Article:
Tuesday, November 2, 2010

Christians in Iraq: Mercy Lost

Just when one thought it could not get any worse on the social and political scene in Iraq, given that seven months have past since the election and still no government. The church massacre in Baghdad reminded us that chaos, perpetrated by mercyless killers, has always room to grow in Iraq. Again today, more than seventy people died in bombings across Baghdad. Maliki sure likes holding on to power more than holding Iraq together.

The vulnerability of the security situation in Iraq is not a surprise, what is a surprise however is that Iraqi politicians seem to believe that they are entitled to "play" the political game of trying to outlast and outsmart their political opponents. As if Iraq is not going through an extraordinary period of its history, no government, no security, armed groups roaming free, Islamized militias with an uncomprimizing agenda of eliminating the "other". The other being : moderate Muslims, Christians, Jews, Yazidies,.. plenty of what could be considered "other" from ones own standpoint in the Middle East.

Factionalism seems to be too obvious, too ugly, too scary in countries that are "democratic" in the Middle East, like Lebanon and Iraq, Both countries seem always on the edge of civil war, which continously invites the "broker" role of neighboring countries, the US or Europe to intervine and mediate between the different factions. Factionalism is clearly stated and incorporated in the constitution of both countries, a democratic model that has only inflamed differences.

Those two countries might not be the envy of other Arab countries in the Middle East at this moment.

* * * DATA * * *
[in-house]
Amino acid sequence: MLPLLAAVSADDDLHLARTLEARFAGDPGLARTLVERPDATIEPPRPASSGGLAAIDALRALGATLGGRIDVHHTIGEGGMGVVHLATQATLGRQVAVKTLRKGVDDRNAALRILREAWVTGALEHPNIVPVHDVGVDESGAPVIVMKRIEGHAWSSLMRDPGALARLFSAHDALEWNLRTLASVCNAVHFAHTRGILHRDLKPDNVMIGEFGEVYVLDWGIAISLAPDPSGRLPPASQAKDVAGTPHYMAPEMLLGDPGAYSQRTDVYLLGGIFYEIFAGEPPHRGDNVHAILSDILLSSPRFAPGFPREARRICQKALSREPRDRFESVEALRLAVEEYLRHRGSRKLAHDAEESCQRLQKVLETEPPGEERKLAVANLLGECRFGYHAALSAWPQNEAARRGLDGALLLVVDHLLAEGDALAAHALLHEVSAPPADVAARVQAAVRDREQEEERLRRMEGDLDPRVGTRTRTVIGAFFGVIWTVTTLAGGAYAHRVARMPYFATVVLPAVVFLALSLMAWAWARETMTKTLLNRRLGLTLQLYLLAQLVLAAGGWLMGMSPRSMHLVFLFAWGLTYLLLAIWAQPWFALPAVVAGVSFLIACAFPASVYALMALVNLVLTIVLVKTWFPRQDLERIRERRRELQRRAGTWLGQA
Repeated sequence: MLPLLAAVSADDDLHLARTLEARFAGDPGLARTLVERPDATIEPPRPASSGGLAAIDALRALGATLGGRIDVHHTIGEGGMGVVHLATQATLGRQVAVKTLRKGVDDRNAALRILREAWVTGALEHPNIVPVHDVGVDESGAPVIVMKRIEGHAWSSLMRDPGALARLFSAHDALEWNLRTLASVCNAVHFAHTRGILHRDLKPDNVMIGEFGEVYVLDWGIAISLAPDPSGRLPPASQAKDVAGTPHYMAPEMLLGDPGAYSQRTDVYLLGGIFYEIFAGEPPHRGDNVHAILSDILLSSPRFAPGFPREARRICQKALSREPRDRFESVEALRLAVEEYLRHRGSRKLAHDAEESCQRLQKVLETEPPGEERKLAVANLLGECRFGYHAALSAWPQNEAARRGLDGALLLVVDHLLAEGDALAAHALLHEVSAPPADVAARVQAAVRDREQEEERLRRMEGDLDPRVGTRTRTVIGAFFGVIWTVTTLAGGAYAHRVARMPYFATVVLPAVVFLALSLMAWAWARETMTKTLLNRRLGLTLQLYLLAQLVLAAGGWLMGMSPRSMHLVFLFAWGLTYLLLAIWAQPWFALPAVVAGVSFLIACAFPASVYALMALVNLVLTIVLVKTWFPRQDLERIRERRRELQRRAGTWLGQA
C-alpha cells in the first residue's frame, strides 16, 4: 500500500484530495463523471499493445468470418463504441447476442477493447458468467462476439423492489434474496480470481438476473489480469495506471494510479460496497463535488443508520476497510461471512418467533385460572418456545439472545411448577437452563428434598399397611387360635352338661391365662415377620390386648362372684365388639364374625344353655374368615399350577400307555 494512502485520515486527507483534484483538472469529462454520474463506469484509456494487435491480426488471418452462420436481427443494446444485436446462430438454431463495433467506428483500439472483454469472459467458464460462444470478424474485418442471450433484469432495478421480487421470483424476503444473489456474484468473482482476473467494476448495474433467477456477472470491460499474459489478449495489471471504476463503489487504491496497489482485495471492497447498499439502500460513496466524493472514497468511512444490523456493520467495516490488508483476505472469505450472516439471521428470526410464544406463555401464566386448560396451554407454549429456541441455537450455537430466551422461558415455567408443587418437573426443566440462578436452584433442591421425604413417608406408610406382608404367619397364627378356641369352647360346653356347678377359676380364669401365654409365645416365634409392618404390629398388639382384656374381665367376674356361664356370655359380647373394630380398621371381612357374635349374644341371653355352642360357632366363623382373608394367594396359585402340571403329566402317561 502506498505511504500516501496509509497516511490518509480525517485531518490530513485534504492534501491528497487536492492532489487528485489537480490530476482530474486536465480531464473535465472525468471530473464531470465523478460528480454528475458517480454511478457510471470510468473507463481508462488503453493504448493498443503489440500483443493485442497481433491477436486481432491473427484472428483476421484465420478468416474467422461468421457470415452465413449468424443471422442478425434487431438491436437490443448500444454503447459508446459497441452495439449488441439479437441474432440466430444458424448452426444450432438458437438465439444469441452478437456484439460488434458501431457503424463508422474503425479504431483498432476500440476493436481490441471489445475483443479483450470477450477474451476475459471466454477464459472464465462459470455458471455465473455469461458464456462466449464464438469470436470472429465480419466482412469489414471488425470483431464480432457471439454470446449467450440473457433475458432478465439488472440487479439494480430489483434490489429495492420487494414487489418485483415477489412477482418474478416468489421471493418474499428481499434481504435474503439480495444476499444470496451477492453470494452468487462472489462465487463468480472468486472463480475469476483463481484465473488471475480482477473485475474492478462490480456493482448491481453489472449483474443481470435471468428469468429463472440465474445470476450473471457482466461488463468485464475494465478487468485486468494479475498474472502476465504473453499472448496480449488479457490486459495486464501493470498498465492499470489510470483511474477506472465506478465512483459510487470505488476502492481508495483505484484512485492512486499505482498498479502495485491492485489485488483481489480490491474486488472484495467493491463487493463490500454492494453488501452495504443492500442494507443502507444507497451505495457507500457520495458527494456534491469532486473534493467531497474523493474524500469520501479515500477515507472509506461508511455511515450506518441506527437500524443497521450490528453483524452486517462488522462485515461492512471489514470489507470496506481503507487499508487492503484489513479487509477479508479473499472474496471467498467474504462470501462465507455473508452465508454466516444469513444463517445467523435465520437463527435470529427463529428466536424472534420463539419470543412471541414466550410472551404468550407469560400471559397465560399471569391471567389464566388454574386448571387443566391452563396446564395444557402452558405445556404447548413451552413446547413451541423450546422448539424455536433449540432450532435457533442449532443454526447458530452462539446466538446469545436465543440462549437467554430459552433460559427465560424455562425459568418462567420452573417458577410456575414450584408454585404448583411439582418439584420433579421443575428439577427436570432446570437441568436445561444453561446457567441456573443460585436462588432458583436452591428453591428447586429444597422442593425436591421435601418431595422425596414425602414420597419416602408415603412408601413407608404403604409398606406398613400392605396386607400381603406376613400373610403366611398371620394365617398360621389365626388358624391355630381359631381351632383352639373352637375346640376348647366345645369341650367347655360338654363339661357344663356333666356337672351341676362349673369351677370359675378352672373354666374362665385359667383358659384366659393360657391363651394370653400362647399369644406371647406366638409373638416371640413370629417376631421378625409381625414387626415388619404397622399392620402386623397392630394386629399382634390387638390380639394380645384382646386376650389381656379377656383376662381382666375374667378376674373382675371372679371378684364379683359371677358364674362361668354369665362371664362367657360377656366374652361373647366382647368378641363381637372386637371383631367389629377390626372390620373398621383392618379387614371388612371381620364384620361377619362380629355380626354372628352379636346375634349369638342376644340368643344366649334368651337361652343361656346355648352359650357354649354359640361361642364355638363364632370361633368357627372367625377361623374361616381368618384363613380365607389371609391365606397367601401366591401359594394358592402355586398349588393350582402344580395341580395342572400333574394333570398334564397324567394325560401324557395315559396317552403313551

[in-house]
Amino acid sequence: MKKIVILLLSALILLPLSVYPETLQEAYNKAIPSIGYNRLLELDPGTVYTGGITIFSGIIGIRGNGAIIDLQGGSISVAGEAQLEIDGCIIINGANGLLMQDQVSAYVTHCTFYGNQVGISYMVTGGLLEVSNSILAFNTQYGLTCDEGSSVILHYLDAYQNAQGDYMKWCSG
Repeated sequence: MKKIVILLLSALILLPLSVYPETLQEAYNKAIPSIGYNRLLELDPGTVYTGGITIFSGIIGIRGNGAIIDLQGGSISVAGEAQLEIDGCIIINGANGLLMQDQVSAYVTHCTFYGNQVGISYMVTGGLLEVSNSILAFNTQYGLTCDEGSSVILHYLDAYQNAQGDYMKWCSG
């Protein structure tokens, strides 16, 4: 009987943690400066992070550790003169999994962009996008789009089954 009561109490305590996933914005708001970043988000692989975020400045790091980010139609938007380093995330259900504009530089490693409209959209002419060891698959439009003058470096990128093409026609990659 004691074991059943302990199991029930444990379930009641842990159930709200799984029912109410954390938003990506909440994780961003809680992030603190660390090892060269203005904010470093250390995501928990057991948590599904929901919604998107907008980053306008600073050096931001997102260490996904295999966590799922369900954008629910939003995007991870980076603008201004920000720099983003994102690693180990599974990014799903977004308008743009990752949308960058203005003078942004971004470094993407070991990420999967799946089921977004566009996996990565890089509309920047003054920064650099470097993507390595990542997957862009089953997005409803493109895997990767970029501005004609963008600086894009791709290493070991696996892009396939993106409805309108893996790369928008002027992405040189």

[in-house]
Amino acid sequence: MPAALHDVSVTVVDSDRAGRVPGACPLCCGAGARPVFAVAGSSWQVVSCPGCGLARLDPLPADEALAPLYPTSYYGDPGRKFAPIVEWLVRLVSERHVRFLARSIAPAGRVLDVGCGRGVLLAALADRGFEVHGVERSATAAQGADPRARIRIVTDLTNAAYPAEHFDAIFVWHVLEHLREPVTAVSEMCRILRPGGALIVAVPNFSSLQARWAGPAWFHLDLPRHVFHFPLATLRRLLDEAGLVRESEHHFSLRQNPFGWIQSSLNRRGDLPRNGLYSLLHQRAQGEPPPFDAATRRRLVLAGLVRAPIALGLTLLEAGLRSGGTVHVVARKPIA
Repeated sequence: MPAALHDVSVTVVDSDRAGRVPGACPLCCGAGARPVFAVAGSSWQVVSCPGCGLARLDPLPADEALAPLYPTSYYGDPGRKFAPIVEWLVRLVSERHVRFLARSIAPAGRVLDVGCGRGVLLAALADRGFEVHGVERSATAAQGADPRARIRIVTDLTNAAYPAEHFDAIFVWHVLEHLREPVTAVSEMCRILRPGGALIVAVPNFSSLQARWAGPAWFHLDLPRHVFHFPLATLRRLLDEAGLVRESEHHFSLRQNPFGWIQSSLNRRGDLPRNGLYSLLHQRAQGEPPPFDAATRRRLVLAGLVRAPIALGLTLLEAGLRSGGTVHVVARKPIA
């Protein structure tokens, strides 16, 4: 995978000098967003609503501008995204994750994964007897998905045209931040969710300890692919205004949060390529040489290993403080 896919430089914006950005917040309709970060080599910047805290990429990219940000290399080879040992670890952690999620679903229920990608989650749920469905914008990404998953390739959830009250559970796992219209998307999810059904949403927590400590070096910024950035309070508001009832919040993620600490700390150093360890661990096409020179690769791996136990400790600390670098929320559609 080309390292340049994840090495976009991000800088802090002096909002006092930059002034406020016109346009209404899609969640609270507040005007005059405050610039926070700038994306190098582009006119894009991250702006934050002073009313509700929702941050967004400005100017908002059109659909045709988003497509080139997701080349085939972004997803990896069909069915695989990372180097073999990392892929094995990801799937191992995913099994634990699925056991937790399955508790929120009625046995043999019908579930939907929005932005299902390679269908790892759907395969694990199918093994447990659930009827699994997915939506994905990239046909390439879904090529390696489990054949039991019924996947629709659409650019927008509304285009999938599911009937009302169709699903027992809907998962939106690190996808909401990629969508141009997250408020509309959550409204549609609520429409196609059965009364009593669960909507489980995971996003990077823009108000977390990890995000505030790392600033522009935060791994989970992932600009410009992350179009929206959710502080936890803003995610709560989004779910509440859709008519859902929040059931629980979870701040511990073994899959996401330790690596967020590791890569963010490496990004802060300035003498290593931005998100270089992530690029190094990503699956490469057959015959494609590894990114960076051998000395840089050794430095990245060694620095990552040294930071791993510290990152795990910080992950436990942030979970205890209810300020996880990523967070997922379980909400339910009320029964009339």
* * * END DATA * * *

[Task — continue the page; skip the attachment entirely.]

I have to commened NGOs in Syria and Jordan. Civil society in both countries have made conscience efforts over many years to gloss over religious and ethnic differences, make a point of minimizing the role of such preferences in the community, and by celebrating diversity in their organizational makeup. Granting economic and political rights have a central role in pushing ethnic and religious differences to the backburner, I believe on that front there is always more to do. Minimizing the reference to ethnicities and religious differences, might not be a bad lesson to learn from these two countries. Civil society and government support for such activism in these countries is not sufficient to eliminate the possibility of descending into chaos, that is why gradual reform, economic and political, is key.

Referencing ethnicities and religious differences in politics "factionalism" must be shamed and looked upon with disgust.

Mercy lost on that Sunday in Baghdad, Mercy lost on many days in Baghdad.

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